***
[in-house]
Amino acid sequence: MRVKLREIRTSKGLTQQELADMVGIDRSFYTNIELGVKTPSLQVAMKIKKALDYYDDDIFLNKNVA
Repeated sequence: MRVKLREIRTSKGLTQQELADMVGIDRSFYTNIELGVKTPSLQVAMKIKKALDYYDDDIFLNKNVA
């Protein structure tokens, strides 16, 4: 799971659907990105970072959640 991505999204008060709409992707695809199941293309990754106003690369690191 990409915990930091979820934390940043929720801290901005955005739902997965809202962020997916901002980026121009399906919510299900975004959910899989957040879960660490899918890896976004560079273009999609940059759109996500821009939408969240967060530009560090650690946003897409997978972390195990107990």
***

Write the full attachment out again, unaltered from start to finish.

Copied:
[in-house]
Amino acid sequence: MRVKLREIRTSKGLTQQELADMVGIDRSFYTNIELGVKTPSLQVAMKIKKALDYYDDDIFLNKNVA
Repeated sequence: MRVKLREIRTSKGLTQQELADMVGIDRSFYTNIELGVKTPSLQVAMKIKKALDYYDDDIFLNKNVA
């Protein structure tokens, strides 16, 4: 799971659907990105970072959640 991505999204008060709409992707695809199941293309990754106003690369690191 990409915990930091979820934390940043929720801290901005955005739902997965809202962020997916901002980026121009399906919510299900975004959910899989957040879960660490899918890896976004560079273009999609940059759109996500821009939408969240967060530009560090650690946003897409997978972390195990107990």